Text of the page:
The US Director of National Intelligence, James Clapper, presented a statement on the US Intelligence Community’s worldwide threat assessment to the Senate two days ago, and the paper itself has been making the rounds on the Web. In the statement the DNI references broad topical issues like the IoT and AI, as well as regional and country-specific threats. A quick rundown of the contents shows a range of familiar topics:
- Global Threats
- cyber and technology
- space and counterspace
- transnational organized crime
- economics and natural resources
- human security
- Regional Threats
- East Asia
- Russia and Eurasia
- Middle East and North Africa
- South Asia
- Sub-Saharan Africa
- Latin America and Caribbean
There’s nothing in the statement that would surprise anyone who pays even casual attention to conflict & security issues around the world. Certainly some of the strategic concerns highlighted by other commentators are nothing new in terms of emerging issues analysis: digitization and connectivity trends open up new vulnerabilities (and opportunities) through our information infrastructure; reliance on AI can lead to unanticipated outcomes, and augmented reality and VR could provide bad actors with new channels for communication, coordination, and simulation.
But the statement on threats does call to mind the general issue – confronting organizations of all types – of how far into the future, and how far outside of the typical boundaries of the topic under consideration, should an organization look in order to detect signals of change and begin identifying emerging issues, be they threats or opportunities. I haven’t read a whole lot of literature that specifically tackles this issue as an intellectual or analytical issue; that is, tries to offer leaders guidance on how to frame those boundaries for their specific situation. I think most of the guidance that individuals use tends to come from very general frameworks that leave a lot of the boundary-setting up to individuals without a whole lot of help. Here I’m thinking of frameworks like SWOT analysis or Porter’s five forces model.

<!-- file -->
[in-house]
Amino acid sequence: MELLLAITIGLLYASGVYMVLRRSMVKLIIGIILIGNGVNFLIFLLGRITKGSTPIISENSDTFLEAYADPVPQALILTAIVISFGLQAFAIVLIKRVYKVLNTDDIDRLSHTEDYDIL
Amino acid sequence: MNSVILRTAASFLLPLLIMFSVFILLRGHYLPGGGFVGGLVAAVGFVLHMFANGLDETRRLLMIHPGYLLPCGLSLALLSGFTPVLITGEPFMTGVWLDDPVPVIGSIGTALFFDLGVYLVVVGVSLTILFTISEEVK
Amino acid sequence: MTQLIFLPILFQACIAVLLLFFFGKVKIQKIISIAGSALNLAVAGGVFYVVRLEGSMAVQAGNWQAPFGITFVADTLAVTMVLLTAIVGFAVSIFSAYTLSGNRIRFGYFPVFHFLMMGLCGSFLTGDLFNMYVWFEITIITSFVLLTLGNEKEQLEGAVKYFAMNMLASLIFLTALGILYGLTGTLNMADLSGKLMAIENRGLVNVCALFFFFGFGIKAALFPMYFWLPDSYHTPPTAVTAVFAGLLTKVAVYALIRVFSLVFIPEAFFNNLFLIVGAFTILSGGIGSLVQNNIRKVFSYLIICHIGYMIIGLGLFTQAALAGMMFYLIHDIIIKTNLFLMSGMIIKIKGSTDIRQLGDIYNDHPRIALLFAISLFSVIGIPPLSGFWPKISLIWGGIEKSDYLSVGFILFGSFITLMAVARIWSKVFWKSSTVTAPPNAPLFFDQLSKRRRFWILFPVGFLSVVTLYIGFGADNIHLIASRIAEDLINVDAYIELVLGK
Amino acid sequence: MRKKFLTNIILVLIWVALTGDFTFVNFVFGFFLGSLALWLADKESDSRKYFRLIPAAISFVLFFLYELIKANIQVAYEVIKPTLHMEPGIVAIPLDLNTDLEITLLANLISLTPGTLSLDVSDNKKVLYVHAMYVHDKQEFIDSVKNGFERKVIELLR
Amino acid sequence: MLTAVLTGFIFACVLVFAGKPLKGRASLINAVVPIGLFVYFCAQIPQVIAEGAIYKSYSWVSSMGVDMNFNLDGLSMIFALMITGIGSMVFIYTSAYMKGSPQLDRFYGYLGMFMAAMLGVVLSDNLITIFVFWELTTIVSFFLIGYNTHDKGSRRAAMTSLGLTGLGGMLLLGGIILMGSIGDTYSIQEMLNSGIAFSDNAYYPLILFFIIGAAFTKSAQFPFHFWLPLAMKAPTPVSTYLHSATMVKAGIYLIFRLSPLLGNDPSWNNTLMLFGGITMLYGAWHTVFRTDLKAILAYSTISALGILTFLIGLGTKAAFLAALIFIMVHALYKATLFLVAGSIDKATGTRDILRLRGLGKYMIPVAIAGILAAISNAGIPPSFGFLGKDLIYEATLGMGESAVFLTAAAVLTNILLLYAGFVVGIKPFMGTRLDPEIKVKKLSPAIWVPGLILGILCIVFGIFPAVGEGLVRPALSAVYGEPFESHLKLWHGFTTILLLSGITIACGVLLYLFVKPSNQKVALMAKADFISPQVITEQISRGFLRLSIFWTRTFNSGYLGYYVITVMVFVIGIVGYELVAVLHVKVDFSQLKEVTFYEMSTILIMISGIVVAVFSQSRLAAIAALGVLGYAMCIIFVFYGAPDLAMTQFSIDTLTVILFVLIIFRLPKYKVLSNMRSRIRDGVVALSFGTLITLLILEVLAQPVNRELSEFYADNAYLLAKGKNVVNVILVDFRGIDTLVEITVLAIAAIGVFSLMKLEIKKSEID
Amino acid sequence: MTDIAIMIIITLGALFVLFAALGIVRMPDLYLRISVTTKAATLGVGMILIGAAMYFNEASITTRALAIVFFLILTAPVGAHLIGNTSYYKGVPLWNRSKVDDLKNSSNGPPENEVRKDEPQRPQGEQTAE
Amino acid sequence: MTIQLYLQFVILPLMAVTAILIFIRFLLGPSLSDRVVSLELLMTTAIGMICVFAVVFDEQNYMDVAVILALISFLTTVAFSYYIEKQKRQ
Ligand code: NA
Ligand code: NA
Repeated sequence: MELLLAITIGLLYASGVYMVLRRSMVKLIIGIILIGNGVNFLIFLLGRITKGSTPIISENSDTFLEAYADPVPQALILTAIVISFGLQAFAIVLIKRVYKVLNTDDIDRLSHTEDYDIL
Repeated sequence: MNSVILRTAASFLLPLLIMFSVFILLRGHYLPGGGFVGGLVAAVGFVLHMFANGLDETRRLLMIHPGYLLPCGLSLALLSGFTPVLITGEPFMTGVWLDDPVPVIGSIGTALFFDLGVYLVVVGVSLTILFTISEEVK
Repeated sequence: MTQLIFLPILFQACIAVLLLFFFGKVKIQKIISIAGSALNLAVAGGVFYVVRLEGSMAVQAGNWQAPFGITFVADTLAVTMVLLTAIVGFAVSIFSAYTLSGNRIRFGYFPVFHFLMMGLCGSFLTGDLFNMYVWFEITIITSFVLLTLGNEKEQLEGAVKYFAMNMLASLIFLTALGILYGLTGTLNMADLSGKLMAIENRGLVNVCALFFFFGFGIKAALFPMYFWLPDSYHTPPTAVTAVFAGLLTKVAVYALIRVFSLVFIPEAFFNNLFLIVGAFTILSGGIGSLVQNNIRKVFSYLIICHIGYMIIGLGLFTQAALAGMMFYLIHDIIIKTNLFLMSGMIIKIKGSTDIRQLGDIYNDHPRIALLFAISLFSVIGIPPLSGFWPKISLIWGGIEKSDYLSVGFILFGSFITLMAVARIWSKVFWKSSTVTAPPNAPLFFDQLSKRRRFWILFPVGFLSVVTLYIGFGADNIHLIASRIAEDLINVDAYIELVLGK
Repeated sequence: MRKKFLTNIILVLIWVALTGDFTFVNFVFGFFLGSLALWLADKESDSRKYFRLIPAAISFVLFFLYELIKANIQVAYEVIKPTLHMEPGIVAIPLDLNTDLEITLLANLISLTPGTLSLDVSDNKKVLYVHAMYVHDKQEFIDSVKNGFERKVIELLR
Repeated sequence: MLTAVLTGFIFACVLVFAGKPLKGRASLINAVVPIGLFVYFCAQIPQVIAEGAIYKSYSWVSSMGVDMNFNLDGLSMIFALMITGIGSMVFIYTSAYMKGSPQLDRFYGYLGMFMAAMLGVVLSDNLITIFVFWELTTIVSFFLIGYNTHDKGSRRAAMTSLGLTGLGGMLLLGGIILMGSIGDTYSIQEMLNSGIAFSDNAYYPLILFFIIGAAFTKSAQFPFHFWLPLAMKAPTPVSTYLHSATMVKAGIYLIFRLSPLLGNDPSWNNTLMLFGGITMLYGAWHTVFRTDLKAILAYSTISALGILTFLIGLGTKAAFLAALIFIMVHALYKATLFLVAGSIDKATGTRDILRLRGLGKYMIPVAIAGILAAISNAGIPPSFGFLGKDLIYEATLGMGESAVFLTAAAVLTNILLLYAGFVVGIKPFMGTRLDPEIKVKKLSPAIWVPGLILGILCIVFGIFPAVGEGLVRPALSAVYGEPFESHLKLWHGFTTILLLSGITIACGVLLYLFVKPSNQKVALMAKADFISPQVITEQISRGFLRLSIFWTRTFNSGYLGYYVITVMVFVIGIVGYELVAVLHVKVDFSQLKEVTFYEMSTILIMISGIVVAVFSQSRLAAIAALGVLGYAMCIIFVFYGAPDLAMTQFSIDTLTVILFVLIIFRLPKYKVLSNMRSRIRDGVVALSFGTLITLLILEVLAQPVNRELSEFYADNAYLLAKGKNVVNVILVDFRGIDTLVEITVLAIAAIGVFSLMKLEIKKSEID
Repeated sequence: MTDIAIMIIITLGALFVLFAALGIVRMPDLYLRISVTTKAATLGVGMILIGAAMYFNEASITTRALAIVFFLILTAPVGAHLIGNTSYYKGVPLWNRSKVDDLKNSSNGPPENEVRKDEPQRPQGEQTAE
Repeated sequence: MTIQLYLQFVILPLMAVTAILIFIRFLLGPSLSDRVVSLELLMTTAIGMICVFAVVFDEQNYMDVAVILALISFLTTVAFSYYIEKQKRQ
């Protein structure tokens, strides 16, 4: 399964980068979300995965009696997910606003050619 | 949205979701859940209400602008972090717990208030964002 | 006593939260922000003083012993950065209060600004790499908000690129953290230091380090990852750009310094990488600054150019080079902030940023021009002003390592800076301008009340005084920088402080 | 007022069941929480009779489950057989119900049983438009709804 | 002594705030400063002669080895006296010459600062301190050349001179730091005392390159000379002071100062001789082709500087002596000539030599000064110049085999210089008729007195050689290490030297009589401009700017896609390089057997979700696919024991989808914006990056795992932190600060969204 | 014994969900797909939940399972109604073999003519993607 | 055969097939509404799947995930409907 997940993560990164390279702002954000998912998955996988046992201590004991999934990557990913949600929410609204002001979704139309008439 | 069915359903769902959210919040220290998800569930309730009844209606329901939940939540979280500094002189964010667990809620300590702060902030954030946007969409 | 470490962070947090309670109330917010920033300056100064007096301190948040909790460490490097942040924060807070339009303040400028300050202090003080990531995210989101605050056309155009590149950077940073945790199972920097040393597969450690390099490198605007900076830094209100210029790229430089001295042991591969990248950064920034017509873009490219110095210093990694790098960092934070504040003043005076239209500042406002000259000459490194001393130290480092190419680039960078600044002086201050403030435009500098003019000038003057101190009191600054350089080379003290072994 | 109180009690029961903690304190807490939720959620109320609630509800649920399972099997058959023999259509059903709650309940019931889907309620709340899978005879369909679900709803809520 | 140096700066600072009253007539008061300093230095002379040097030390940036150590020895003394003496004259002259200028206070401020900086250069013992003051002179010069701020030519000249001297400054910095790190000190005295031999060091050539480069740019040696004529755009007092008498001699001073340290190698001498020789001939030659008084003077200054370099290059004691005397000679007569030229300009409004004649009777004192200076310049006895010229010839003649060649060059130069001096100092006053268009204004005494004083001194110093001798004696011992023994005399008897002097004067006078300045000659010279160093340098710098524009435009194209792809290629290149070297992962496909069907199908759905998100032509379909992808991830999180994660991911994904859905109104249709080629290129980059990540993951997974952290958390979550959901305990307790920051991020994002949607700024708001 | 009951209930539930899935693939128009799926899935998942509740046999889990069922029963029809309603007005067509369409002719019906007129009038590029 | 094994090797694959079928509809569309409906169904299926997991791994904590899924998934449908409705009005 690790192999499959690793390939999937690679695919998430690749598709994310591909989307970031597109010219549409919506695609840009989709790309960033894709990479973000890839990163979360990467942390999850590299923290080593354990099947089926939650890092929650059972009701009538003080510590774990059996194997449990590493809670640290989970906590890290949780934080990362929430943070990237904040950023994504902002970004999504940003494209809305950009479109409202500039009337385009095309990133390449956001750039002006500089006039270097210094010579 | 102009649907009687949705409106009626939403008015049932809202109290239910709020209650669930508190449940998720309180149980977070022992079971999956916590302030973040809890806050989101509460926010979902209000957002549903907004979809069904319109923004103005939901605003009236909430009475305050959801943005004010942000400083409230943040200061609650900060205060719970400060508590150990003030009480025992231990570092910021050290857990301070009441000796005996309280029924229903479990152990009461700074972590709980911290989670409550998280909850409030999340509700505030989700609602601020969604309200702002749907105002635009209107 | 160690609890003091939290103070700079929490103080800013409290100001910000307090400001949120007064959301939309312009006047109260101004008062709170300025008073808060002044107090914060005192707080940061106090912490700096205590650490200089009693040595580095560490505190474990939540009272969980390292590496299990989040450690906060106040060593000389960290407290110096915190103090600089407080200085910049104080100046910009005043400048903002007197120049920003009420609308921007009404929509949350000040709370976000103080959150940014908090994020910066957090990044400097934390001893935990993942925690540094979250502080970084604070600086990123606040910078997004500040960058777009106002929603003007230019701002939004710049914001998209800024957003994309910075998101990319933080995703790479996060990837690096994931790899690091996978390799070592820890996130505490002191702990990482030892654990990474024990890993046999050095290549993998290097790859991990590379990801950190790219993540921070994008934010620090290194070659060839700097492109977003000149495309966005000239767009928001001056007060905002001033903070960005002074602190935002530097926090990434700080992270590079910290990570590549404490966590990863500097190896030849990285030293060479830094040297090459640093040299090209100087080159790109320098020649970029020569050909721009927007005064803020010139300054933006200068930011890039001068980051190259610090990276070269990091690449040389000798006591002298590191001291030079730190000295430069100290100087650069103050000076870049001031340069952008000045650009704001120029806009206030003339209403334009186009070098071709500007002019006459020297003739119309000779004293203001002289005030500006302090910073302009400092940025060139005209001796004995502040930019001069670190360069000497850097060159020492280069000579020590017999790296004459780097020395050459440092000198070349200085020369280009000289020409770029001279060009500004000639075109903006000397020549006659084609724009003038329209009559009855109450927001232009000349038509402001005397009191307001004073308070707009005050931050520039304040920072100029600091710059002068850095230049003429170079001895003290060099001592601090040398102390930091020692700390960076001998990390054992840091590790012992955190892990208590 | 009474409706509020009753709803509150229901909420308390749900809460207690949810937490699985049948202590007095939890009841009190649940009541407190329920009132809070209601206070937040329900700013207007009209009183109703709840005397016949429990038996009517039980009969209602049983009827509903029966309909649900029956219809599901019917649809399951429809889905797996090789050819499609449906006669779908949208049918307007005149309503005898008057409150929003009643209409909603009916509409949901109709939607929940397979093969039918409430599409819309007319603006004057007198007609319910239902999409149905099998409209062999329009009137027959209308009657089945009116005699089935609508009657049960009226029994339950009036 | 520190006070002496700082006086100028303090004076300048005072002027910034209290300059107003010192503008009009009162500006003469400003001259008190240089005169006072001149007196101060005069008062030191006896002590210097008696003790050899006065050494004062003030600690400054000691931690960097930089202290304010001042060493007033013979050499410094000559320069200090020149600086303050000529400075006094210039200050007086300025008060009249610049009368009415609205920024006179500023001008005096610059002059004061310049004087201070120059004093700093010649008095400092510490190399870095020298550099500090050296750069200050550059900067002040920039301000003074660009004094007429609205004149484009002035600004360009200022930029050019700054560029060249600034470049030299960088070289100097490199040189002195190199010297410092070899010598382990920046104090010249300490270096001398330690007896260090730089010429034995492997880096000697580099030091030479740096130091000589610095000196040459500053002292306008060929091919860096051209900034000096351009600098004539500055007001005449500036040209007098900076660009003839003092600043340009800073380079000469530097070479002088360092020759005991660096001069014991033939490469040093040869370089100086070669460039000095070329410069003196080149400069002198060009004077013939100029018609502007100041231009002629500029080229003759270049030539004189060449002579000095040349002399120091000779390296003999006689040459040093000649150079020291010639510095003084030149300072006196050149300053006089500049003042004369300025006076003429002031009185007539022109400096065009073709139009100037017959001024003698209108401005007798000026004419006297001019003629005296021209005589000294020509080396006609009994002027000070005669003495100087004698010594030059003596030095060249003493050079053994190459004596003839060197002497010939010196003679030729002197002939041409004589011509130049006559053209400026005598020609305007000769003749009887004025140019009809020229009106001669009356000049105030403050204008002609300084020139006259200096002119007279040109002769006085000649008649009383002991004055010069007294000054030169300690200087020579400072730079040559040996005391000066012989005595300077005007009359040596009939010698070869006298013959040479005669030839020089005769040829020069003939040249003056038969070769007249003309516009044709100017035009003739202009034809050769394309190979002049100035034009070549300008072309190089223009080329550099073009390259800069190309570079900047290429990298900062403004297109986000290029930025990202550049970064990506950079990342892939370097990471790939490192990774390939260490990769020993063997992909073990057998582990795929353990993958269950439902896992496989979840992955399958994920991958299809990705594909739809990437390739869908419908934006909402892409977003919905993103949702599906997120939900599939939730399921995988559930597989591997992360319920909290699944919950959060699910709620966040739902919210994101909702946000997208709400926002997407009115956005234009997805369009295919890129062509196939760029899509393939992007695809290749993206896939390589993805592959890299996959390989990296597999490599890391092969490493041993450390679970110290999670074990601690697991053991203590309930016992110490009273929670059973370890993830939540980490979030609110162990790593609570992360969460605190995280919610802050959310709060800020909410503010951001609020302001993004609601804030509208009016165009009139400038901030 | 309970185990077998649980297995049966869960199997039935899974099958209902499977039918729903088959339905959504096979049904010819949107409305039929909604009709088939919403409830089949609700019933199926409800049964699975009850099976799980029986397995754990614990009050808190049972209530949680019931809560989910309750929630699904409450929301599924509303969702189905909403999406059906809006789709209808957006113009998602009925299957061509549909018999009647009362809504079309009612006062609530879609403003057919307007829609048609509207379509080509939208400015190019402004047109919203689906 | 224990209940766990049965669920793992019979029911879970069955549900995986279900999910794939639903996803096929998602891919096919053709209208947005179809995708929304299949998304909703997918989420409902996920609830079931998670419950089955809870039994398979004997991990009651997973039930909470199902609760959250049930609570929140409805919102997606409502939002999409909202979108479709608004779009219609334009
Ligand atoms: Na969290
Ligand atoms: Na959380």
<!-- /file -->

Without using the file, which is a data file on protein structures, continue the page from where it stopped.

One way to approach this issue of determining where to draw conceptual boundaries around a topic and then to use that to help conduct things like threat assessments and emerging issues analysis is to start with some simple systems thinking and then to add a schema for sorting potential issues (threats) according to the amount of signals being received. Let’s say a small to mid-size organization wanted to conduct its own threat and opportunities assessment in advance of a new round of strategic planning. The organization might run the the following process:
- Build an influence map/soft systems diagram of their topic/industry/business
- Conduct research and emerging issues analysis against that model
- Categorize the results (see, Emerging Issues for Conflict and Security report, below)
Something like this would provide the organization with a wealth of information about a wide variety of potential threats and opportunities, sorted both “vertically” and “horizontally,” that the organization can use in developing and exploring many logical possibilities. The information can also be sorted and grouped in different ways based on the focus that leaders want or the decisions that need to be made.
While we all tend to look for tried-and-true models for conducting various types of analysis, exploring futures is often an activity that requires a little more experimentation and customization in order to build decision support systems that best fit an organization’s specific context. And part of the process of customizing such systems is explicitly confronting questions such as, “how should we frame and bound the threat and opportunity ‘landscape’ emerging before us?”